@DUJ‌ have you imaged any of your tissue? I'm curious if there's any difference in how it looks under the scope with SeeDB vs. FocusClear.
  • DUJDUJ Posts: 11
    I uploaded some confocal microscopy images in the folder taken with a 10X air objective at different depths. It is kidney tissue stained with anti-E-Cadherin antibodies.
  • ViktoriaBViktoriaB Posts: 1
    @DUJ‌ : Nice clearing result! What ETC parameters did you use? (V, A, temperature, time) Thanks in advance!
  • I
    DUJ said:

    Here are some images of the clearing process. First image is before clearing, the middle one after CLARITY lipid removal (in PBS) and the last image shows the whole kidney when mounted in SeeDB.

    https://drive.google.com/folderview?id=0B6kVu4hx1IA7aHFpaFlUQUxhbTA&usp=sharing

    So @DUJ‌, did you Clear with Clearing solution, and then mount with SeeDB?

    If so, did you directly put it in the seeDB (~80.2% Fructose), or did you pass it through a concentration gradient before mounting?
  • Have you tried RapiClear? It seems to have done a pretty good job for us but haven't tried FocusClear for comparison.
  • AdamAdam Posts: 31
    I had a look at comparing FocusClear and RapiClear 1.47 in 1mm brain slices. No obvious differences, but nothing quantitative.
  • VarfVarf Posts: 13
    Hi everyone. Have you seen Cell paper with the total mouse transparent? They proposed the Focusclear alternative there http://www.cell.com/action/showExperimentalProcedures?pii=S0092-8674(14)00931-3
  • DUJDUJ Posts: 11
    Sorry for a late response, been on vacation. @ViktoriaB For the whole cleared kidney I first cleared passively for 5 days, followed by 7 days of ETC at 50 degrees and 15 V. However, I now dropped the ETC step since it seems to have an impact on some proteins (Antibody staining showed no signal), and I now focus on clearing cubes of tissue (~1mm) passively.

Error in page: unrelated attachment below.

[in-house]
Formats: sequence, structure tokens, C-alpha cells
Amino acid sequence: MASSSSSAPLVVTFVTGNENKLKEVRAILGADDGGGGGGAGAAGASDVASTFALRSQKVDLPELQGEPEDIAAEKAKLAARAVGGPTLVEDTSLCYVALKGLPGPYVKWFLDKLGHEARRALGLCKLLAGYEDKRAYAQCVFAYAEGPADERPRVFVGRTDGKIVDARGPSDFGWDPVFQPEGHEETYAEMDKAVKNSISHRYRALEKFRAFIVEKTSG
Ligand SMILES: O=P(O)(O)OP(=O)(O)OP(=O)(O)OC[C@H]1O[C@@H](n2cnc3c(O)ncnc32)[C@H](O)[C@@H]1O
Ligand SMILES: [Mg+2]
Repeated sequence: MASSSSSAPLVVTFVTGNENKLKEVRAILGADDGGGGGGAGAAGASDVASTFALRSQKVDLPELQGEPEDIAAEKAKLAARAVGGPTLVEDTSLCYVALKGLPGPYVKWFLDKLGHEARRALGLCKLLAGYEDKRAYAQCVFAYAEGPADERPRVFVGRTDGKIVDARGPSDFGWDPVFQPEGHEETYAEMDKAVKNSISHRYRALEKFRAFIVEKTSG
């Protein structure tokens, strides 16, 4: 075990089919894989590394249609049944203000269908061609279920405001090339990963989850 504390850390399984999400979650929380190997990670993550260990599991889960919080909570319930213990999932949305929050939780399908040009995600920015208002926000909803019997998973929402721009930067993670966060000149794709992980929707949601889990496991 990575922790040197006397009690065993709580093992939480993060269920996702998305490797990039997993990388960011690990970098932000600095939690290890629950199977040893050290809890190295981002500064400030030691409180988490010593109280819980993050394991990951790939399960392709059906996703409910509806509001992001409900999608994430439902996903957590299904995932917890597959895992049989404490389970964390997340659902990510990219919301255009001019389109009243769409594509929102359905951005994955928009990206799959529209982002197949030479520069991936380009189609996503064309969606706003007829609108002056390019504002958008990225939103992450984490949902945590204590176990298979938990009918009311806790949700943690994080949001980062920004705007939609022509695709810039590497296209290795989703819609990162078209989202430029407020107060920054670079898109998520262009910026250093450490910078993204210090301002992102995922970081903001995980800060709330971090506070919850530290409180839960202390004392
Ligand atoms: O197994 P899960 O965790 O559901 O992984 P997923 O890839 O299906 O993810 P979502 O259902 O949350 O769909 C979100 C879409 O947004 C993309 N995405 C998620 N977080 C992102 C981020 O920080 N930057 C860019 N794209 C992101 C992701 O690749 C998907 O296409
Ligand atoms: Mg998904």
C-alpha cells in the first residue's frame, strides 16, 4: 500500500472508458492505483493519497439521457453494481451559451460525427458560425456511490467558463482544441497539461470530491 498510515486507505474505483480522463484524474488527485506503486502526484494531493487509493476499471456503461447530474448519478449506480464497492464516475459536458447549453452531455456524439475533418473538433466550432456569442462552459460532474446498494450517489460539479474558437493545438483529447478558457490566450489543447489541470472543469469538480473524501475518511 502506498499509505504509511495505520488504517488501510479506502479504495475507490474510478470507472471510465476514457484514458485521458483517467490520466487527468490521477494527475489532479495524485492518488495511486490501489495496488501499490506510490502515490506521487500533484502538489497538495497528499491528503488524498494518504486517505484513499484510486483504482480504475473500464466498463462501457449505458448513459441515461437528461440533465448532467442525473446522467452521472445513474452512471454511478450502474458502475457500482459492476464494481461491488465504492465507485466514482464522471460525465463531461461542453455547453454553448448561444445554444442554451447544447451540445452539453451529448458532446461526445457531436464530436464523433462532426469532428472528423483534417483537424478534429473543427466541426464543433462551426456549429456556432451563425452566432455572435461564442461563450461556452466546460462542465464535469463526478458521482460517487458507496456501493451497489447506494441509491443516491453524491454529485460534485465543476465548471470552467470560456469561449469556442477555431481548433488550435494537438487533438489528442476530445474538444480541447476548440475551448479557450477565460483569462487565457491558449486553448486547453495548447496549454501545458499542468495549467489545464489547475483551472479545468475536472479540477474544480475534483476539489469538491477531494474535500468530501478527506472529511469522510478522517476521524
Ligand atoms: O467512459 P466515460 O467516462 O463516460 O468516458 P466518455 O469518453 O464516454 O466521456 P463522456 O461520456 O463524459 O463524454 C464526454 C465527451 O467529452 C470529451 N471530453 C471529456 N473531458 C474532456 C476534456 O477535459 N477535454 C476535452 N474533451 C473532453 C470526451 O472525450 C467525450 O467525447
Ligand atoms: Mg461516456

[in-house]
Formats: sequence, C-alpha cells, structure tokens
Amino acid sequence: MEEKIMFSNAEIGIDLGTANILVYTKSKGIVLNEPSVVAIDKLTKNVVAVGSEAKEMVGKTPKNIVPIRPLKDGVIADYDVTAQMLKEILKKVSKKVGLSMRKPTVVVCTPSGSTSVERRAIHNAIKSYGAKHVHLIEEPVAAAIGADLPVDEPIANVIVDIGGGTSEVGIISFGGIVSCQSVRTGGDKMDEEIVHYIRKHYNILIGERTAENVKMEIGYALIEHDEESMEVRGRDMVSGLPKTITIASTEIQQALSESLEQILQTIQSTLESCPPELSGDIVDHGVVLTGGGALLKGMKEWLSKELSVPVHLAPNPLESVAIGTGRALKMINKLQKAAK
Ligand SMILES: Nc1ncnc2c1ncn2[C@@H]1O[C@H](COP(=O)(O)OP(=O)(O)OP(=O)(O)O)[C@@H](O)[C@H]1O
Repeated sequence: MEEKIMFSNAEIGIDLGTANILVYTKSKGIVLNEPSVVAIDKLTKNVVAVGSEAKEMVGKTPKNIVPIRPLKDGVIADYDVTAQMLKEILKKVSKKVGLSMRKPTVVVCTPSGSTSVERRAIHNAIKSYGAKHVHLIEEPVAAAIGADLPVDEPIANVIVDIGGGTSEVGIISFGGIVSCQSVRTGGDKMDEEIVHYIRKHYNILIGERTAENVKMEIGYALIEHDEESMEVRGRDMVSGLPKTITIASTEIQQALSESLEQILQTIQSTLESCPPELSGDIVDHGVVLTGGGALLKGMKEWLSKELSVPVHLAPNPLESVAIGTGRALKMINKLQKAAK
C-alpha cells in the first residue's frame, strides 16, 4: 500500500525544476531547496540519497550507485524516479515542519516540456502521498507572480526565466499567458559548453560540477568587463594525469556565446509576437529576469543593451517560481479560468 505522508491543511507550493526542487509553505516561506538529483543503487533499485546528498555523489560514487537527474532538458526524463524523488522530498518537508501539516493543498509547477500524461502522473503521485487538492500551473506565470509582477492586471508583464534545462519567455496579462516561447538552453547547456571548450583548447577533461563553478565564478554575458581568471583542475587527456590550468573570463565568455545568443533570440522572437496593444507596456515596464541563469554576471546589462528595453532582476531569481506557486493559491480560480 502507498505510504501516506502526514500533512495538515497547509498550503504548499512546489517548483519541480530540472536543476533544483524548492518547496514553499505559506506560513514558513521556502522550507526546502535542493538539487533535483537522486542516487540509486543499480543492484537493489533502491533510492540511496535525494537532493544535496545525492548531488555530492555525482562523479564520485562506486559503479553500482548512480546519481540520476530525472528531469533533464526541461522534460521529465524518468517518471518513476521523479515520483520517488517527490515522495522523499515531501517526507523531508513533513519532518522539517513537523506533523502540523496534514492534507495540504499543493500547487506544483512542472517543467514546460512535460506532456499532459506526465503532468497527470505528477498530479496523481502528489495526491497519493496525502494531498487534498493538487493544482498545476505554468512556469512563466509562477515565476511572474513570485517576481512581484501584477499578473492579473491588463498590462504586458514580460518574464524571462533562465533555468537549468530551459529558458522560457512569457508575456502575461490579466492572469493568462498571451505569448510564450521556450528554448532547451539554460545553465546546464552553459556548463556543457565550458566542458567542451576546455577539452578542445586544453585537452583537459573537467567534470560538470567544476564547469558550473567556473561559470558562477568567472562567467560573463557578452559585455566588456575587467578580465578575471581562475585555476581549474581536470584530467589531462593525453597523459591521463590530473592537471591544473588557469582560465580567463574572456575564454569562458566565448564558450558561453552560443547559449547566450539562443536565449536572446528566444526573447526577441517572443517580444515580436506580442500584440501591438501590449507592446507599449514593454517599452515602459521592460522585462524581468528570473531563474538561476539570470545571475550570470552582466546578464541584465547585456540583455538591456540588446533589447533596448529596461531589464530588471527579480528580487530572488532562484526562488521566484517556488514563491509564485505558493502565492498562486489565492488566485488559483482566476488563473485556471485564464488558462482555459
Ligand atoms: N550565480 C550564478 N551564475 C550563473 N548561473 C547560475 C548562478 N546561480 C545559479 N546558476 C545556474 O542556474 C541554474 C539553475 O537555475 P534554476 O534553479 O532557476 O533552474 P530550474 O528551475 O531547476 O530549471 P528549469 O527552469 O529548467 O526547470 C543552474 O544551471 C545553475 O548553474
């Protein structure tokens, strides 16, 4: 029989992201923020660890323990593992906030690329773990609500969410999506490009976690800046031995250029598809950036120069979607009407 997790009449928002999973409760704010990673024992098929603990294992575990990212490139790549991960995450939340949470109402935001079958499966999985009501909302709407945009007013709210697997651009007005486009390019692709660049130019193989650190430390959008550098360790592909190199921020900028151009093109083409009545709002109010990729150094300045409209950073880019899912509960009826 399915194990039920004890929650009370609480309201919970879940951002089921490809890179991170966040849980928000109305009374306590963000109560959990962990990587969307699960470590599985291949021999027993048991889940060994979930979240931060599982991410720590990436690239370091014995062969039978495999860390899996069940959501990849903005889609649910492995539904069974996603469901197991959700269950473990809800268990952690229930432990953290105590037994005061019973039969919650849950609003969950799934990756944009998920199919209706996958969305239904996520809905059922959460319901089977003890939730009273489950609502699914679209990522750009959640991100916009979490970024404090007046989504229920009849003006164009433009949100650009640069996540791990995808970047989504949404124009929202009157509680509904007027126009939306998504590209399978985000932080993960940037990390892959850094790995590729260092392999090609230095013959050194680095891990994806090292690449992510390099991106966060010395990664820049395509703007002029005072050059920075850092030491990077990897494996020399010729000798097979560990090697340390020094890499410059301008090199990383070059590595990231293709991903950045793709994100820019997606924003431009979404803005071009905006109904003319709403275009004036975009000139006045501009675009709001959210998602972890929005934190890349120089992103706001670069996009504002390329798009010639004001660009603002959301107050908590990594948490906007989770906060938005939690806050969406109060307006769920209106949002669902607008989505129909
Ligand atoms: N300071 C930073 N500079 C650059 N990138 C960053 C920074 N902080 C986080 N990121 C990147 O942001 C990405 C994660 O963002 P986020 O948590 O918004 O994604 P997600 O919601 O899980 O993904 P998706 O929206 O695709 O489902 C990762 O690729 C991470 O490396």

@EmileHashem I did the intermediate steps with a final conc. of 80.2% for the whole kidney. For smaller samples you do not need the intermediate steps and a lower final concentration can also be used to make the medium easier to work with (80.2% is very viscous), though this requires the samples to be fairly transparent already after the lipid removal step.
  • SuSamSuSam Posts: 6
    I don’t know why, but RIMS prone to crystallize at the surface of the liquid, and it seems that the hydrogel “dissolved” in RIMS and becomes sticky in the following processes. As an alternative, I tried both Focus Clear and RapiClear, and I prefer RapiClear for it's cheaper and showed no difference in clearing effects and the resulting image quality.
  • dgrobertsdgroberts Posts: 16
    The crystallization/sticky issue happens when RIMS isn't in a closed environment. I'd recommend trying a different mounting technique that completely encloses your sample. I'm familiar with your issue and I know it can be a pain, but RIMS has worked really well for us after resolving this.
  • SuSamSuSam Posts: 6
    Thanks dgroberts for your suggestion.
  • IreneIrene Posts: 9
    Hi, i've recently published an article on a new clearing agent (TDE) suitable with CLARITY that replaces Focus Clear. It is open access, the link is http://www.nature.com/srep/2015/150507/srep09808/full/srep09808.html
    Please ask me if you have any questions about it, it is very easy to do and very cheap. Furthermore it is suitable with different type of microscopy.
  • There is a new product on the market called EasyIndex. It is said to be less expensive than FocusClear but has much the same function.
  • Where can we find that product (EasyIndex)?
  • You can find this at Live Cell Instrument - www.chamlide.com
  • JakeJake Posts: 10
    I also found a commercial alternative. Here is a comparison of that with FocusClear: http://logosbio.com/download/pdf/The_X-CLARITY_Mounting_Solution.pdf. It is also less expensive than FocusClear.